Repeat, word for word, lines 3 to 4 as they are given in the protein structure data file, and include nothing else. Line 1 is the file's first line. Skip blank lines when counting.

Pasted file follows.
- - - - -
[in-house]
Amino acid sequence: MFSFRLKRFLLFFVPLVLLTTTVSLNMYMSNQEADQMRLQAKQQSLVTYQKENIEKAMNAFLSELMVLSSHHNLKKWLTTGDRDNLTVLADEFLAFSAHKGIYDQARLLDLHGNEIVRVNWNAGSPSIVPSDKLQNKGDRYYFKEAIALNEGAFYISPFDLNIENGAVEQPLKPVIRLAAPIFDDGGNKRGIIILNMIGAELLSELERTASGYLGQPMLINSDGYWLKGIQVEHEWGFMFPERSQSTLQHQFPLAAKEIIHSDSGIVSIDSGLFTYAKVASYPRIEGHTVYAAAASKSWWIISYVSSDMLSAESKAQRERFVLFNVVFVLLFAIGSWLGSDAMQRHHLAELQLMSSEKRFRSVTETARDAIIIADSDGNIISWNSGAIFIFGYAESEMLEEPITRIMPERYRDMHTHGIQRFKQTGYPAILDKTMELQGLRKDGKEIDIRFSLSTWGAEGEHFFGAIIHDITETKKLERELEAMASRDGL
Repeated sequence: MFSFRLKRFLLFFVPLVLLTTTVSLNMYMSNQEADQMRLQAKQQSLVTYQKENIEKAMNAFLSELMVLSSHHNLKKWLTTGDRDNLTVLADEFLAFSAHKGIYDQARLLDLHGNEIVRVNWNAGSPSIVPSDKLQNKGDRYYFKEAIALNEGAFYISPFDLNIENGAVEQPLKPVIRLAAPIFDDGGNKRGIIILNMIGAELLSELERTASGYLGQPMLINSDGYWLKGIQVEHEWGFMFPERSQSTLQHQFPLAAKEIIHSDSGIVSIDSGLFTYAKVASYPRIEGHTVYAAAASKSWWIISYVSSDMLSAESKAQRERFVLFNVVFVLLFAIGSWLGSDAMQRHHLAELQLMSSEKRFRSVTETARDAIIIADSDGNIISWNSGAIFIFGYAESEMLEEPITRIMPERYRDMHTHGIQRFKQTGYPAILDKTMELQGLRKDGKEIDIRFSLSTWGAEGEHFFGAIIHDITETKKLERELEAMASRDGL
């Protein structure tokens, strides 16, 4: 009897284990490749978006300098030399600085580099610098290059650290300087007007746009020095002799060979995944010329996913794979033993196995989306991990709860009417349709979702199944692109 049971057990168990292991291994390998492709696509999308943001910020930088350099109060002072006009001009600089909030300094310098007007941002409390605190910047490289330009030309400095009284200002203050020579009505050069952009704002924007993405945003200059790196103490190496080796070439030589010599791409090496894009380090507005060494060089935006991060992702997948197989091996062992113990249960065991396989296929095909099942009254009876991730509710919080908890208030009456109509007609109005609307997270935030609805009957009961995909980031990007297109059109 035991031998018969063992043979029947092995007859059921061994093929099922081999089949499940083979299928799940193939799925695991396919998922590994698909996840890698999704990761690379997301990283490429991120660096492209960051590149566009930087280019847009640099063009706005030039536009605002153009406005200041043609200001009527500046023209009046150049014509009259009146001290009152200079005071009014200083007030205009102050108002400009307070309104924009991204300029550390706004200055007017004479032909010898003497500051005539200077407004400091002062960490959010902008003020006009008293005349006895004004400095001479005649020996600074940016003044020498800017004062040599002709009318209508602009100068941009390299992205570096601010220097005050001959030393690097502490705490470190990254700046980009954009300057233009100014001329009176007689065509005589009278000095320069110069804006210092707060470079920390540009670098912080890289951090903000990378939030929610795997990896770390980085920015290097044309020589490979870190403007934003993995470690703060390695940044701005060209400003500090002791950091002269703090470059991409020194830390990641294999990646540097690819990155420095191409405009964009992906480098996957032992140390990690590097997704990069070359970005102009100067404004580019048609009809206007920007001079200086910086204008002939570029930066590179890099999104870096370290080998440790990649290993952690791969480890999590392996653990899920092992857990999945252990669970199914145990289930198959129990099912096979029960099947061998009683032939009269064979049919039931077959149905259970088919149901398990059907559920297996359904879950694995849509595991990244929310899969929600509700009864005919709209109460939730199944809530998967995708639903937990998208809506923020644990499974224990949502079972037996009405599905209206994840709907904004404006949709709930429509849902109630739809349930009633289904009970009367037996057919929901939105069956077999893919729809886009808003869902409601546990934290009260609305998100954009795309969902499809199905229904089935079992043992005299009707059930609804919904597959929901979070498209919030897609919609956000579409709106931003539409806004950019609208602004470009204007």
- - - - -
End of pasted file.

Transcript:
Repeated sequence: MFSFRLKRFLLFFVPLVLLTTTVSLNMYMSNQEADQMRLQAKQQSLVTYQKENIEKAMNAFLSELMVLSSHHNLKKWLTTGDRDNLTVLADEFLAFSAHKGIYDQARLLDLHGNEIVRVNWNAGSPSIVPSDKLQNKGDRYYFKEAIALNEGAFYISPFDLNIENGAVEQPLKPVIRLAAPIFDDGGNKRGIIILNMIGAELLSELERTASGYLGQPMLINSDGYWLKGIQVEHEWGFMFPERSQSTLQHQFPLAAKEIIHSDSGIVSIDSGLFTYAKVASYPRIEGHTVYAAAASKSWWIISYVSSDMLSAESKAQRERFVLFNVVFVLLFAIGSWLGSDAMQRHHLAELQLMSSEKRFRSVTETARDAIIIADSDGNIISWNSGAIFIFGYAESEMLEEPITRIMPERYRDMHTHGIQRFKQTGYPAILDKTMELQGLRKDGKEIDIRFSLSTWGAEGEHFFGAIIHDITETKKLERELEAMASRDGL
């Protein structure tokens, strides 16, 4: 009897284990490749978006300098030399600085580099610098290059650290300087007007746009020095002799060979995944010329996913794979033993196995989306991990709860009417349709979702199944692109 049971057990168990292991291994390998492709696509999308943001910020930088350099109060002072006009001009600089909030300094310098007007941002409390605190910047490289330009030309400095009284200002203050020579009505050069952009704002924007993405945003200059790196103490190496080796070439030589010599791409090496894009380090507005060494060089935006991060992702997948197989091996062992113990249960065991396989296929095909099942009254009876991730509710919080908890208030009456109509007609109005609307997270935030609805009957009961995909980031990007297109059109 035991031998018969063992043979029947092995007859059921061994093929099922081999089949499940083979299928799940193939799925695991396919998922590994698909996840890698999704990761690379997301990283490429991120660096492209960051590149566009930087280019847009640099063009706005030039536009605002153009406005200041043609200001009527500046023209009046150049014509009259009146001290009152200079005071009014200083007030205009102050108002400009307070309104924009991204300029550390706004200055007017004479032909010898003497500051005539200077407004400091002062960490959010902008003020006009008293005349006895004004400095001479005649020996600074940016003044020498800017004062040599002709009318209508602009100068941009390299992205570096601010220097005050001959030393690097502490705490470190990254700046980009954009300057233009100014001329009176007689065509005589009278000095320069110069804006210092707060470079920390540009670098912080890289951090903000990378939030929610795997990896770390980085920015290097044309020589490979870190403007934003993995470690703060390695940044701005060209400003500090002791950091002269703090470059991409020194830390990641294999990646540097690819990155420095191409405009964009992906480098996957032992140390990690590097997704990069070359970005102009100067404004580019048609009809206007920007001079200086910086204008002939570029930066590179890099999104870096370290080998440790990649290993952690791969480890999590392996653990899920092992857990999945252990669970199914145990289930198959129990099912096979029960099947061998009683032939009269064979049919039931077959149905259970088919149901398990059907559920297996359904879950694995849509595991990244929310899969929600509700009864005919709209109460939730199944809530998967995708639903937990998208809506923020644990499974224990949502079972037996009405599905209206994840709907904004404006949709709930429509849902109630739809349930009633289904009970009367037996057919929901939105069956077999893919729809886009808003869902409601546990934290009260609305998100954009795309969902499809199905229904089935079992043992005299009707059930609804919904597959929901979070498209919030897609919609956000579409709106931003539409806004950019609208602004470009204007």